At least 18 people have been injured and many more left without homes or electricity following an outbreak of tornadoes on the evening of Friday 25 April 2014. Fifteen of those known to have been injured were in Whichards Beach in Beaufort County, where between 150 and 200 homes were damaged or destroyed by a single tornado, rated 3 on the Enhanced Fujita scale (or an EF-3 tornado). Such a tornado is associated with winds of 218-266 km per hour (61-73 meters per second), and is capable of damaging most ordinary homes. The tornado also left around 2500 people in Beufort County without power.
Damage caused by the 25 April 2014 Wichards Beach tornado. The Outer Banks Voice.
Three people were injured, thirteen homes were destroyed an seventeen badly damaged by three smaller tornadoes (EF1-2) in Pasquotank County, where around 3100 people were left without electricity. In Perquimans County 38 homes were damaged, and 1770 left without electricity. Damage was also suffered by homes in Chowan, Camden and Curritack Counties.
Tornadoes are formed by winds within large thunder storms called super cells. Supercells are large masses of warm water-laden air formed by hot weather over the sea, when they encounter winds at high altitudes the air within them begins to rotate. The air pressure will drop within these zones of rotation, causing the air within them so rise, sucking the air beneath them up into the storm, this creates a zone of rotating rising air that appears to extend downwards as it grows; when it hits the ground it is called a tornado.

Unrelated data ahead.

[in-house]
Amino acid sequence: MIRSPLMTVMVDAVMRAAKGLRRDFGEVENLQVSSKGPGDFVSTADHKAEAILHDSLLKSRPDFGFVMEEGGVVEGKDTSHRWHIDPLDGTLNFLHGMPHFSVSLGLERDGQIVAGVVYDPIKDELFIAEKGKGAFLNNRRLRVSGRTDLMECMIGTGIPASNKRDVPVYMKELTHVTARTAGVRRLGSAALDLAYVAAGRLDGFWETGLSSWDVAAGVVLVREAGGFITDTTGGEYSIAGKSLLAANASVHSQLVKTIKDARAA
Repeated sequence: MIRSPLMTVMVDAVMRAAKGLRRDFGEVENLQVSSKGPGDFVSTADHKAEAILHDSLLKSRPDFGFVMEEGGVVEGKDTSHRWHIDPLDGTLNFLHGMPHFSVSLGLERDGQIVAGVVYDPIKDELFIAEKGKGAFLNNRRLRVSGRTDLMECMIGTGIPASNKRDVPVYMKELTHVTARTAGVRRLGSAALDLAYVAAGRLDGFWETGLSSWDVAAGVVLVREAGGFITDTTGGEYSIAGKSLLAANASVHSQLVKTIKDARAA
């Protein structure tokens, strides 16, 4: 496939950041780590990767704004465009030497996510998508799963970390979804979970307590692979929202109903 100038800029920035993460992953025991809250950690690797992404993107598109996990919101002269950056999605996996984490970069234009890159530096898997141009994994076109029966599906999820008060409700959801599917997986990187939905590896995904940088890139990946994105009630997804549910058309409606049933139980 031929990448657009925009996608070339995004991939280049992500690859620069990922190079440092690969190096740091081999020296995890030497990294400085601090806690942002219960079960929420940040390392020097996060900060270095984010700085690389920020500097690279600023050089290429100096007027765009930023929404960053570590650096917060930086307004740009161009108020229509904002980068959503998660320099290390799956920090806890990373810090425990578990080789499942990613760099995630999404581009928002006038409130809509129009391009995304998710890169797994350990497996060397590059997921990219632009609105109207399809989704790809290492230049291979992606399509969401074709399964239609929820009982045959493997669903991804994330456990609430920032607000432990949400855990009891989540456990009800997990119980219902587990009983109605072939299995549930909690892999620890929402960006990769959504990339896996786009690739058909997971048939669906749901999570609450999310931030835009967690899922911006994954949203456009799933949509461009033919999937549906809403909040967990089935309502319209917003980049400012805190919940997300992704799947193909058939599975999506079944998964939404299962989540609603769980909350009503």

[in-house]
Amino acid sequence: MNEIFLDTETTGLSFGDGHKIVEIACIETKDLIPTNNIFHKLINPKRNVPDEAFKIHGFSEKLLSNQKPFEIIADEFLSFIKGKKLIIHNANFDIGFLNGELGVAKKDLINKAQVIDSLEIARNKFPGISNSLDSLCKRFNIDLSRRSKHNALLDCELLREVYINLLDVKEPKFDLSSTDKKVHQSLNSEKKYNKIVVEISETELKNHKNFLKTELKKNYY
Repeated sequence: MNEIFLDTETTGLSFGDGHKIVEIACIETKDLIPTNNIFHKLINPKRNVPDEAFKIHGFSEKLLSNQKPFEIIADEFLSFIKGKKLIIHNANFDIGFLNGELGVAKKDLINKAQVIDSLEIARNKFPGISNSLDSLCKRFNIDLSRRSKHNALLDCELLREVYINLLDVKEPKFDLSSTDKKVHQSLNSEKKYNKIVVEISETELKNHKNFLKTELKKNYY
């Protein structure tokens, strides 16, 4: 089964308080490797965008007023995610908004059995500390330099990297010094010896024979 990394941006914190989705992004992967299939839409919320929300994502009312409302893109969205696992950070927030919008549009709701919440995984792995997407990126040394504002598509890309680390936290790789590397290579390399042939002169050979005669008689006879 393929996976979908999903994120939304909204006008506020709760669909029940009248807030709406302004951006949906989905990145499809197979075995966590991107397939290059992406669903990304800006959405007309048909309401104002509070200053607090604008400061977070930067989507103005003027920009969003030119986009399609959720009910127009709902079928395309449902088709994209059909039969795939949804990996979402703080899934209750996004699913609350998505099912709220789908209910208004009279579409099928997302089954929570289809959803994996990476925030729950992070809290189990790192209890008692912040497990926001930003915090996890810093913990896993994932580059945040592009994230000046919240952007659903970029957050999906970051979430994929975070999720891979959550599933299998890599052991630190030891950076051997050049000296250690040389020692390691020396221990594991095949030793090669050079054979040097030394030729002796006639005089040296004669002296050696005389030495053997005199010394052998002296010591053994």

Tornadoes can occur anywhere in the world, but are most common, and most severe, in the area of the American mid-west known as 'Tornado Ally', running from Texas to Minnisota, which is fueled by moist air currents from over the warm enclosed waters of the Gulf of Mexico interacting with cool fast moving jet stream winds from the Rocky Mountains. Many climatologists are concerned that rising temperatures over the Gulf of Mexico will lead to more frequent and more severe tornado events.
Simplified diagram of the air currents that contribute to tornado formation in Tornado Alley. Dan Craggs/Wikimedia Commons/NOAA.
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